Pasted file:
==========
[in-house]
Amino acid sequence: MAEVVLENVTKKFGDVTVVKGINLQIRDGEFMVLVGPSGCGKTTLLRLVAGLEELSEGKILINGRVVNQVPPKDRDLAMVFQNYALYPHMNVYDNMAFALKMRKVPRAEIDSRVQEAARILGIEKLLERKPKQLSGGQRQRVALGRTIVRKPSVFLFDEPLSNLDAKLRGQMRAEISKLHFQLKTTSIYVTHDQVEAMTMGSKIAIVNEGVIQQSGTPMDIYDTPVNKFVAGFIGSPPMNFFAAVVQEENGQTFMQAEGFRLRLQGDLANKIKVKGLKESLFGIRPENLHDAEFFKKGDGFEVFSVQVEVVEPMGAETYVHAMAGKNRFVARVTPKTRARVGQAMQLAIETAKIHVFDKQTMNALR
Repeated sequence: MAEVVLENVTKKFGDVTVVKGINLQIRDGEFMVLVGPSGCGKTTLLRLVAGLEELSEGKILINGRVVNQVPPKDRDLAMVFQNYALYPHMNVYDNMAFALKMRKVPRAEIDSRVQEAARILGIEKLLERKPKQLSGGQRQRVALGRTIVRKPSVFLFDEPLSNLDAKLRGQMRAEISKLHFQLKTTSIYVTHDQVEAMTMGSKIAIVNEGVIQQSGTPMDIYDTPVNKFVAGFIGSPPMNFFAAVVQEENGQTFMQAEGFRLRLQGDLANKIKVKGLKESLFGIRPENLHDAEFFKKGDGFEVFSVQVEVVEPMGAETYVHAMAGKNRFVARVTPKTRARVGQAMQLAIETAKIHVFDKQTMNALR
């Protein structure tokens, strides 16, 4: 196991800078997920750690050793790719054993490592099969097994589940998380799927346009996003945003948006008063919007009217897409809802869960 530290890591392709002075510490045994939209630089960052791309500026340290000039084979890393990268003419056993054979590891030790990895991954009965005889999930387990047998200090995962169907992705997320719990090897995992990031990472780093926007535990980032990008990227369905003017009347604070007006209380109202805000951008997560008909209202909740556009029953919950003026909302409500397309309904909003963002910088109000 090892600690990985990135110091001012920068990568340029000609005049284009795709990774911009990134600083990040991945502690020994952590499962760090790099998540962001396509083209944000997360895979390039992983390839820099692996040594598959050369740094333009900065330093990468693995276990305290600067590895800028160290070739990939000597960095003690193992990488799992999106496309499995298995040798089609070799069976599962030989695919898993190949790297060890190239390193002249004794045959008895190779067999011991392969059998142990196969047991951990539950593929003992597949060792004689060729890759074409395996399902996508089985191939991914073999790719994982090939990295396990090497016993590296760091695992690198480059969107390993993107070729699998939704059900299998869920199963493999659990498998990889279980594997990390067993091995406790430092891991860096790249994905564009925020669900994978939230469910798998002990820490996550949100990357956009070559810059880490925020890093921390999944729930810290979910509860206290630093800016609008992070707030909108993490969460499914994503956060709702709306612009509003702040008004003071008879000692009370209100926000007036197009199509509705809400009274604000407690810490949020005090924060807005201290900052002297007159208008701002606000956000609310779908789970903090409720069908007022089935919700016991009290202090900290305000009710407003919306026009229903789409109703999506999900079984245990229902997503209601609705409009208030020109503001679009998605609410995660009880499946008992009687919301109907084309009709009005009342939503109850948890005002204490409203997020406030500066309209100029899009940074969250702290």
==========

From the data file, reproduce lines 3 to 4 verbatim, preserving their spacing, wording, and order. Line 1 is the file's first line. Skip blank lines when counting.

Repeated sequence: MAEVVLENVTKKFGDVTVVKGINLQIRDGEFMVLVGPSGCGKTTLLRLVAGLEELSEGKILINGRVVNQVPPKDRDLAMVFQNYALYPHMNVYDNMAFALKMRKVPRAEIDSRVQEAARILGIEKLLERKPKQLSGGQRQRVALGRTIVRKPSVFLFDEPLSNLDAKLRGQMRAEISKLHFQLKTTSIYVTHDQVEAMTMGSKIAIVNEGVIQQSGTPMDIYDTPVNKFVAGFIGSPPMNFFAAVVQEENGQTFMQAEGFRLRLQGDLANKIKVKGLKESLFGIRPENLHDAEFFKKGDGFEVFSVQVEVVEPMGAETYVHAMAGKNRFVARVTPKTRARVGQAMQLAIETAKIHVFDKQTMNALR
């Protein structure tokens, strides 16, 4: 196991800078997920750690050793790719054993490592099969097994589940998380799927346009996003945003948006008063919007009217897409809802869960 530290890591392709002075510490045994939209630089960052791309500026340290000039084979890393990268003419056993054979590891030790990895991954009965005889999930387990047998200090995962169907992705997320719990090897995992990031990472780093926007535990980032990008990227369905003017009347604070007006209380109202805000951008997560008909209202909740556009029953919950003026909302409500397309309904909003963002910088109000 090892600690990985990135110091001012920068990568340029000609005049284009795709990774911009990134600083990040991945502690020994952590499962760090790099998540962001396509083209944000997360895979390039992983390839820099692996040594598959050369740094333009900065330093990468693995276990305290600067590895800028160290070739990939000597960095003690193992990488799992999106496309499995298995040798089609070799069976599962030989695919898993190949790297060890190239390193002249004794045959008895190779067999011991392969059998142990196969047991951990539950593929003992597949060792004689060729890759074409395996399902996508089985191939991914073999790719994982090939990295396990090497016993590296760091695992690198480059969107390993993107070729699998939704059900299998869920199963493999659990498998990889279980594997990390067993091995406790430092891991860096790249994905564009925020669900994978939230469910798998002990820490996550949100990357956009070559810059880490925020890093921390999944729930810290979910509860206290630093800016609008992070707030909108993490969460499914994503956060709702709306612009509003702040008004003071008879000692009370209100926000007036197009199509509705809400009274604000407690810490949020005090924060807005201290900052002297007159208008701002606000956000609310779908789970903090409720069908007022089935919700016991009290202090900290305000009710407003919306026009229903789409109703999506999900079984245990229902997503209601609705409009208030020109503001679009998605609410995660009880499946008992009687919301109907084309009709009005009342939503109850948890005002204490409203997020406030500066309209100029899009940074969250702290």